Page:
Breast cancer patients seeing oncologists are getting better care
Those elderly women with breast cancer who are referred by their surgeons to cancer specialists are twice as likely to be prescribed tamoxifen, which is a treatment suggested for the prevention of recurrence of the disease as per new research findings.
Dr. Rebecca A. Silliman of the Boston University School of Public Health who is also the lead author of the study says that an opportunity should be given to elderly women for having these conversations with medical oncologists.
Silliman and her colleagues have published their findings in the medical journal “Cancer” which showed that though tamoxifen has been recommended for a long time to elderly women having estrogen-receptor-positive breast cancers, older women except those with exceptionally low-risk tumors are less likely to receive definitive care than younger patients.
The aim of the study was to observe if the elderly women who met with a medical oncologist had greater chances of being prescribed tamoxifen therapy when appropriate.
559 patients who were 65 years of age or older with initial stage breast cancer who were treated by 191 surgeons were included in this study. After 3,6 and 15 months of surgery, such women were interviewed by telephone.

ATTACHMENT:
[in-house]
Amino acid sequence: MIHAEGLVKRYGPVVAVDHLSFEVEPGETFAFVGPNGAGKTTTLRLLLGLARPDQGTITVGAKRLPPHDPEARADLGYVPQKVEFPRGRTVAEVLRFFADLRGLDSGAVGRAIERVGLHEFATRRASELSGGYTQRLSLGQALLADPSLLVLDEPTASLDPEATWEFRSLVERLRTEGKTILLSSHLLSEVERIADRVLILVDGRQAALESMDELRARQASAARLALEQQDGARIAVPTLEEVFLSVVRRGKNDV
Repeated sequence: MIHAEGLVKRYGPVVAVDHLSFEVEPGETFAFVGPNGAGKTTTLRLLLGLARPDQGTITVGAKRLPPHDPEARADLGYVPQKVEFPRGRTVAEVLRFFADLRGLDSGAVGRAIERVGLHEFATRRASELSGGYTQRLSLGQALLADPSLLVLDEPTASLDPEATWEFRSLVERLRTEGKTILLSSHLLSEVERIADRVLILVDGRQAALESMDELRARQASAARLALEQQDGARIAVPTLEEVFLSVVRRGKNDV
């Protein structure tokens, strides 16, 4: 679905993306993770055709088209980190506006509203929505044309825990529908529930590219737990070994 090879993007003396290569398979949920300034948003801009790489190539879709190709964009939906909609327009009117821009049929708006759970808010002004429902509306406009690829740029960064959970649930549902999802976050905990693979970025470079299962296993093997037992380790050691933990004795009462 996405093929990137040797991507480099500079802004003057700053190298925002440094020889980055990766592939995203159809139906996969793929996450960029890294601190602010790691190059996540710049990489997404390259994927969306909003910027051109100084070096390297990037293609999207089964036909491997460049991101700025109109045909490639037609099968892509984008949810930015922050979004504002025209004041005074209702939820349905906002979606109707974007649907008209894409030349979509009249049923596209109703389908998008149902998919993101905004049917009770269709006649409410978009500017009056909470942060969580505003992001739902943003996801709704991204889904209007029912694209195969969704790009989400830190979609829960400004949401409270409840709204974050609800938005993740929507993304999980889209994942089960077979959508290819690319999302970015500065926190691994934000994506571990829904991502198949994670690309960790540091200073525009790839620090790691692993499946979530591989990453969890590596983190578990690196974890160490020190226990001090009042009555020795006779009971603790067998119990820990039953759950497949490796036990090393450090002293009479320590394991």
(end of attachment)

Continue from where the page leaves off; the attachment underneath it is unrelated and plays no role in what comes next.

The investigators noted that 79% of the participants were sent to medical oncologists. The sicker patients were approximately half as likely to be referred as patients who were healthier.
The researchers also demonstrated the growing disparity in the treatment of cancer seen with age, which may lead to poor outcomes for older people. Silliman said that the quality of discussions and decisions concerning treatment options might be increased by more consistent referral of elderly women to medical oncologists.
Silliman further added that no matter if it is breast cancer or any other kind of cancer, the treatment decision-making in cancer is difficult and clearly charged emotionally. Silliman concluded by saying that it is really important to offer older women with the same kind of opportunity for treatment decision making because there is substantial future life expectancy for many of these women.